Amorth authored two books specifically on exorcism. The two books An Exorcist Tells His Story and An Exorcist: More Stories are not official Roman Catholic documents, rather personal accounts of his office as Exorcist. The books use witness accounts and personal experience as evidence. The two books include references to official Roman Catholic teachings on demonology,[10] however the main emphasis is on Amorth's experience as an exorcist.[11] Both include references to the diagnosis and treatment of spiritual problems. The books briefly cover the topics of demonic contraction and curses.[12] On curses he states that, "A curse can originate from such things as maledictions by close relatives, a habit of blaspheming, membership in Freemasonry, spiritic or magic practices, and so on."[13]

He was also interviewed for the second episode of True Horror with Anthony Head, presented by Anthony Head. He stated that he never performs exorcisms on people who claim they are possessed without being so, and that he always sends people to see psychiatrists and psychologists before coming to him, and even mentioned an anecdote: that when he sees someone is not possessed but the person insists, he replies: "You have no Devil. If you have a problem, talk to a good vet."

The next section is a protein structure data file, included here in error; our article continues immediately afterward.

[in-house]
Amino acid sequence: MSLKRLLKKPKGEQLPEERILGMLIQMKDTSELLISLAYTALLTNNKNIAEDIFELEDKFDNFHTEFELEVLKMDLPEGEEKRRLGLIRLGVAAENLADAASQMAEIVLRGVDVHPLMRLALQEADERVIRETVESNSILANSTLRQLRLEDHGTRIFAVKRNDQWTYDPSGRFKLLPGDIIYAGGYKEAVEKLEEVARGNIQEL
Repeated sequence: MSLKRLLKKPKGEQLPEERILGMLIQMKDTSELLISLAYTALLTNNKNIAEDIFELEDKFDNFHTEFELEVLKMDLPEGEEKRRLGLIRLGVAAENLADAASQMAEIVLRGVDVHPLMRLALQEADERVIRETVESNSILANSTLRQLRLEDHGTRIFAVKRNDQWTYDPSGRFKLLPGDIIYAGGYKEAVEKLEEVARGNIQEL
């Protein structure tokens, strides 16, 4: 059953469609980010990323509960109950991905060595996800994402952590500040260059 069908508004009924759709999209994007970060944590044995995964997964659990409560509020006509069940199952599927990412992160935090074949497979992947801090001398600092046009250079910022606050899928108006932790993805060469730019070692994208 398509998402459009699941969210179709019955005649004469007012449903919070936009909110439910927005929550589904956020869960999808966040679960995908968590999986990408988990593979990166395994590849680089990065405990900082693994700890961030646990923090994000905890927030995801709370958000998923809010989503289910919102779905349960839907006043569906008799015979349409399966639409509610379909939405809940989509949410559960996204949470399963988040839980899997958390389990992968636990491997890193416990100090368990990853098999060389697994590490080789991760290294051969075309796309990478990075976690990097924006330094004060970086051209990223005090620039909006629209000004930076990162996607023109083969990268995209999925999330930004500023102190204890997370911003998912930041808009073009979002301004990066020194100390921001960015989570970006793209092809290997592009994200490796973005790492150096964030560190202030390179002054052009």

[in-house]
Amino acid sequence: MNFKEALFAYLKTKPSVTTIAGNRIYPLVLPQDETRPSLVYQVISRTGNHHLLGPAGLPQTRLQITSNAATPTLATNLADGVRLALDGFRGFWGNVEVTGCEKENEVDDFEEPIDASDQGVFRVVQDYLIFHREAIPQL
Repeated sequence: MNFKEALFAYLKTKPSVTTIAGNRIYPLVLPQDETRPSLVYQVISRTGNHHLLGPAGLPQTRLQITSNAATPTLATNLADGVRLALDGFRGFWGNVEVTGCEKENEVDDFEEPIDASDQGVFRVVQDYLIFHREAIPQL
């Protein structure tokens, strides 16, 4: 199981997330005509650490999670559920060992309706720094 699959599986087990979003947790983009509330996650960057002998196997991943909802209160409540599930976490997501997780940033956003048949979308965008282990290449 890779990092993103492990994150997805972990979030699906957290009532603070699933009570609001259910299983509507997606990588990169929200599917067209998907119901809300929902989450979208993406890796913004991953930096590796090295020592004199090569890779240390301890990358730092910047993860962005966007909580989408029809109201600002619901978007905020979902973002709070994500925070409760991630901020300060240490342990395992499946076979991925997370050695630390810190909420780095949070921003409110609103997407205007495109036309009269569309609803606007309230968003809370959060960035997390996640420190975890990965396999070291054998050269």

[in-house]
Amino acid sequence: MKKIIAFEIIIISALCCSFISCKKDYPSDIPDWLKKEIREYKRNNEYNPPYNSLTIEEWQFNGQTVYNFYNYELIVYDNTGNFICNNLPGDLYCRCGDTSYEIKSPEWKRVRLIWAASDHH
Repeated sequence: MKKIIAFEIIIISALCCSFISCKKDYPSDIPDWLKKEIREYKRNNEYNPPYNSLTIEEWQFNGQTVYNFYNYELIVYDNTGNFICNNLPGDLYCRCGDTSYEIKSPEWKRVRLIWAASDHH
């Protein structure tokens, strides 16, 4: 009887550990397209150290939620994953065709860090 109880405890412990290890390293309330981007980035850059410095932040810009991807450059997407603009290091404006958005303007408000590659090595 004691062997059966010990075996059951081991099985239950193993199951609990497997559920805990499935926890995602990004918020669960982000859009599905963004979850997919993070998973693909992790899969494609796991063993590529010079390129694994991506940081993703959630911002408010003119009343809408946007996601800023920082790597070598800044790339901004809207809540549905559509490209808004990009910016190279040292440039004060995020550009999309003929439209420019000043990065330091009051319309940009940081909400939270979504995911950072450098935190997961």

Views on Harry Potter and yogaEdit

Father Amorth was also one of the voices that made public warnings to parents about J. K. Rowling's Harry Potter novels, noting that the books attempt to make a false distinction between black and white magic, when in fact, the distinction "does not exist, because magic is always a turn to the devil."[14]

At a film festival in Umbria (where he was invited to introduce the 2011 film about exorcism called The Rite), he is quoted as saying that yoga is satanic because it leads to a worship of Hinduism and "all eastern religions are based on a false belief in reincarnation" and "practising yoga is satanic, it leads to evil just like reading Harry Potter".[1].

Exorcism squadsEdit

An announcement attributed to Father Amorth to the online Catholic news service Petrus hailed the formation of adjuristine-exorcism squads by Pope Benedict XVI. The report, which was picked up by the UK newspaper the Daily Mail[15] on December 29, 2007, originally appeared on Petrus and claimed the squads were being dispatched worldwide to "tackle the rise of Satanism". Vatican officials immediately dismissed the reports but it was an unusual instance where the existence of adjurist and adjuristine activity was acknowledged in the press.



Further readingEdit


cs:Gabriele Amorth de:Gabriele Amorth es:Gabriele Amorth fr:Gabriele Amorth it:Gabriele Amorth pl:Gabriele Amorth sk:Gabriele Amorth fi:Gabriele Amorth